which is quite cheap and may be best for price if dry time is accurate I have yet to try it.
Below are the conformal coatings I found. (2000 ish dielectric)
PROMTECH AEROSOLS PVT LTD : PRODUCTS : ACRYSIL COATING - QUICK DRYING PCB CONFORMAL COATING
http://www.techspray.com/product-info.php?pId=64&cId=4

This red insulating paint I am using is fast drying but the cure rate takes 3 days. It is very hard at end of that time but unless you have a clean room it is tough to do and not get debri. These conformal coatings mention the problem of sharp edges and are designed for this problem.

I will probably have mine powdercoated however. I recommend this unless you are setup like Charlie with a shop. If you are spray painting in a house where people are walking around... and their is a cat and a dusty garage with stuff piled around.... and you think you can figure out a way... I can assure you by the time you take in the repainting of voids and problems drying and taking off debris etc. etc. Get it powdercoated. I may even strip mine 60 dollars later and go get it powdercoated. Right now for example on each of my four small stators their are at least 4-6 places where a hair in a hole... a void caused by the paint being pulled off... I had no place to hang them... per stator. You paint again... dry... takes forever... money...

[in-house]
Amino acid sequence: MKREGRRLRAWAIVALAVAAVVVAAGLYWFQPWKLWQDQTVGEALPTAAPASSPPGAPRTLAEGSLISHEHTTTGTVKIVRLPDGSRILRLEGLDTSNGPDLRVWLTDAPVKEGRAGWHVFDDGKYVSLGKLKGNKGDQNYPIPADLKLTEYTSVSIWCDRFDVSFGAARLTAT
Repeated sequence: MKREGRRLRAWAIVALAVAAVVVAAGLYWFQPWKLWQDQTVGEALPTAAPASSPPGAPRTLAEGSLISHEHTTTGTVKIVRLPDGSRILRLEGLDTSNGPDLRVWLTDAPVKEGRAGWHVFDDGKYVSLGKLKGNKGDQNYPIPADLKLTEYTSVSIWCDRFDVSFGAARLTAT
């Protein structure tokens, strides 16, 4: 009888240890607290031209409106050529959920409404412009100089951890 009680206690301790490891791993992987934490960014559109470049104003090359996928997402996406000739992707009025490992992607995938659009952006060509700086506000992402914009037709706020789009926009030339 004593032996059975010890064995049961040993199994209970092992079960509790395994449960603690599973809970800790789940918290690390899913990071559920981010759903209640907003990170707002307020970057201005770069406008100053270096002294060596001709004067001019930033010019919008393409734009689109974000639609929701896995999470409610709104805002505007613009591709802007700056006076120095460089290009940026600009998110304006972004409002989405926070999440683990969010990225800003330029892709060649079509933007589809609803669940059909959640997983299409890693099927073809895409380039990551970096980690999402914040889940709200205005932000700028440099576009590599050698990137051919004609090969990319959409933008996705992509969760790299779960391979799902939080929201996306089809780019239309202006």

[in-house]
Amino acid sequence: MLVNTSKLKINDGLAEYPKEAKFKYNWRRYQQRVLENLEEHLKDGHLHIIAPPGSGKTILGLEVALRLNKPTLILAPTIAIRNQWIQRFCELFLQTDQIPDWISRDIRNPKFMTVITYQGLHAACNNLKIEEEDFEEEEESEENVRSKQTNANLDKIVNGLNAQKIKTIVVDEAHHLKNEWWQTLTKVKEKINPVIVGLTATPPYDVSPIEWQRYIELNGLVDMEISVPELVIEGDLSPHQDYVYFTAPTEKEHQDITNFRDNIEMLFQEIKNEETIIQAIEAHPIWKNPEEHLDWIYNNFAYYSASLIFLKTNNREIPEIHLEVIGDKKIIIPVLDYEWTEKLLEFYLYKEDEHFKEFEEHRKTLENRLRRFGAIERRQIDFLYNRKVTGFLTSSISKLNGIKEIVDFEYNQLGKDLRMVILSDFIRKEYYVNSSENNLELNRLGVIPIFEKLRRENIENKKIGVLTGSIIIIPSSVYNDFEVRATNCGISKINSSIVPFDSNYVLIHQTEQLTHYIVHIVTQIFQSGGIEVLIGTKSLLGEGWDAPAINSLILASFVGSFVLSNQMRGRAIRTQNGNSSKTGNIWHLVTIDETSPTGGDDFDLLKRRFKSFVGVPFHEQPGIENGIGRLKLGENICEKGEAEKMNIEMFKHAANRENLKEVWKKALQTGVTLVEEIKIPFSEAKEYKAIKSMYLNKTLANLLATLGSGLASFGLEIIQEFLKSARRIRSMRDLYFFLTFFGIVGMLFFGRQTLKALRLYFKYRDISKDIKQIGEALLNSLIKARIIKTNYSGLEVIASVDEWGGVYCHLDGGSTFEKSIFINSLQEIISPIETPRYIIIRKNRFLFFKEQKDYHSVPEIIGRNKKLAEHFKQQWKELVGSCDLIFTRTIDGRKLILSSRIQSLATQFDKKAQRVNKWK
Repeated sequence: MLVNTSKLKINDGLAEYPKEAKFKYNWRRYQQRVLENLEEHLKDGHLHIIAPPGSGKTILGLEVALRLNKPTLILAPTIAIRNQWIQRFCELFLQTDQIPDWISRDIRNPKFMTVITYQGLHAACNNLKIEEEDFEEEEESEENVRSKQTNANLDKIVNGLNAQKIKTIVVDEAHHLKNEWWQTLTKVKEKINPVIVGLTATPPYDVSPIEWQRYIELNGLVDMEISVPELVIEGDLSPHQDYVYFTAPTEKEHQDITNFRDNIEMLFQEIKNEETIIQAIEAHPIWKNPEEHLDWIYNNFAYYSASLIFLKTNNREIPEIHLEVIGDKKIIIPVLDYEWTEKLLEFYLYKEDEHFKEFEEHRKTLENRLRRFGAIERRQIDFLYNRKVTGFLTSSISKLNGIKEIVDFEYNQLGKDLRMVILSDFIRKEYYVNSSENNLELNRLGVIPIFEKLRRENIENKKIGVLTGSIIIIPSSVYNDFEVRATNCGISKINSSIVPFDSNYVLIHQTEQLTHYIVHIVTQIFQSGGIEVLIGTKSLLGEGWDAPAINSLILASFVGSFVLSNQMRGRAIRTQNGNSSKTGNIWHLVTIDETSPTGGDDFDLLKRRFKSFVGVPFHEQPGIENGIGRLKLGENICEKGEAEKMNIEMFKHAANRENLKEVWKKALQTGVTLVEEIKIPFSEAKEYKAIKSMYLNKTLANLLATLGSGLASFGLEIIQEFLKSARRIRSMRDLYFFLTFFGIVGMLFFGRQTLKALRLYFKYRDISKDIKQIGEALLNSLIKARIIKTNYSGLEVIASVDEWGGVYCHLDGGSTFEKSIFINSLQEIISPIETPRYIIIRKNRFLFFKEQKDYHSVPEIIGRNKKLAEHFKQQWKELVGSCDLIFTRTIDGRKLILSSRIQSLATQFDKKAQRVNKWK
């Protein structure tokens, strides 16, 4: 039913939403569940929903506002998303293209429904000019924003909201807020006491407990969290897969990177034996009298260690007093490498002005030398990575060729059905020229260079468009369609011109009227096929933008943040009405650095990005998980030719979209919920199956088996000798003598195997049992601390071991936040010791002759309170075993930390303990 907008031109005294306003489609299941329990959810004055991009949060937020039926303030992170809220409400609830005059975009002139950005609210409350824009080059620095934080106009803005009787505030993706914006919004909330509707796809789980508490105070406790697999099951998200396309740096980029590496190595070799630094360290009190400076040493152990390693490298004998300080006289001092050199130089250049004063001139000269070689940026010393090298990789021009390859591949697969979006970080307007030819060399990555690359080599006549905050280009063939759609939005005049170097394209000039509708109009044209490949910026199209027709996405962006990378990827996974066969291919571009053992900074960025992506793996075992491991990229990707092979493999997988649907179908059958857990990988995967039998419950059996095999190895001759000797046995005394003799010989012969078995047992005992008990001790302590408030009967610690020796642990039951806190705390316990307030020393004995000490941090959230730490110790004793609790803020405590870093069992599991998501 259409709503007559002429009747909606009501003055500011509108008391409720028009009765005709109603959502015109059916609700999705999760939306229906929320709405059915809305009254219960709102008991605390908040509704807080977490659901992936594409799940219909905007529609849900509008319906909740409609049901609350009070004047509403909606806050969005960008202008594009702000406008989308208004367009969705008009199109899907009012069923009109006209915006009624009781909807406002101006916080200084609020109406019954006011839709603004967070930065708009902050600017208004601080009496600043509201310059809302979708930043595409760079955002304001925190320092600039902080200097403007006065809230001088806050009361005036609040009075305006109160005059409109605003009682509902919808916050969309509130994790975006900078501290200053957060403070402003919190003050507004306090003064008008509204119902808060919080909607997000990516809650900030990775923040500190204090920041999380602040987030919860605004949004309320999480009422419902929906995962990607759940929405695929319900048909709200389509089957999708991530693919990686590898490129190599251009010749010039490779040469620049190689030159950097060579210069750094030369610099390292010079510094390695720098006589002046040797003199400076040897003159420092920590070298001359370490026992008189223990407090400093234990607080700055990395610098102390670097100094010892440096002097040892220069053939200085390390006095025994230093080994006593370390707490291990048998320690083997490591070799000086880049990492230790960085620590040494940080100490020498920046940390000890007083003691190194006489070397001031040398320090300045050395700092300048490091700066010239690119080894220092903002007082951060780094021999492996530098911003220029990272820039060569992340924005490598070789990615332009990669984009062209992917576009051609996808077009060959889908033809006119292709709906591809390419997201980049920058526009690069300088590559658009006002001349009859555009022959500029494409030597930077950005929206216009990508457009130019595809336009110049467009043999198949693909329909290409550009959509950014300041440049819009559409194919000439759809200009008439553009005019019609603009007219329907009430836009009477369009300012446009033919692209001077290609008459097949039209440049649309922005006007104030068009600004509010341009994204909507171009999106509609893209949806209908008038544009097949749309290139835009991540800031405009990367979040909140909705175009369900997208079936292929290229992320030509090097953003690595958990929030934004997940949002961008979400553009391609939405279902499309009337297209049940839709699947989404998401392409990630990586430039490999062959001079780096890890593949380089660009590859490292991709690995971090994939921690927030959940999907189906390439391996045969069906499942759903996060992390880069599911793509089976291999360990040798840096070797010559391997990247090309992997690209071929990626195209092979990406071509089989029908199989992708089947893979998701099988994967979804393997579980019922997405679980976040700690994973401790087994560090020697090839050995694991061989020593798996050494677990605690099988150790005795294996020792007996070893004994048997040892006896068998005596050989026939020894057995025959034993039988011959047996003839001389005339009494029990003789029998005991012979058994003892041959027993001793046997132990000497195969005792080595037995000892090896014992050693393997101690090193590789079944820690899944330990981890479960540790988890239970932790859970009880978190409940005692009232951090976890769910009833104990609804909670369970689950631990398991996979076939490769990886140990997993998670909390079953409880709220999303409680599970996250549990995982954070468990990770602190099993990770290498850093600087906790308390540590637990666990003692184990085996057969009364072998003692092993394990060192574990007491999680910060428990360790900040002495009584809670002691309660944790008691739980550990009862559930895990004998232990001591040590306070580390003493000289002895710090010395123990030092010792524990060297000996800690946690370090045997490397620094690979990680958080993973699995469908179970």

My two cents to anyone getting into the game!
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Old 3rd December 2011, 10:18 PM   #49
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If that techspray can fully cure in 10 minutes... might be something to try.
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Old 3rd December 2011, 10:58 PM   #50
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The Techspray can be inspected by UV light for voids!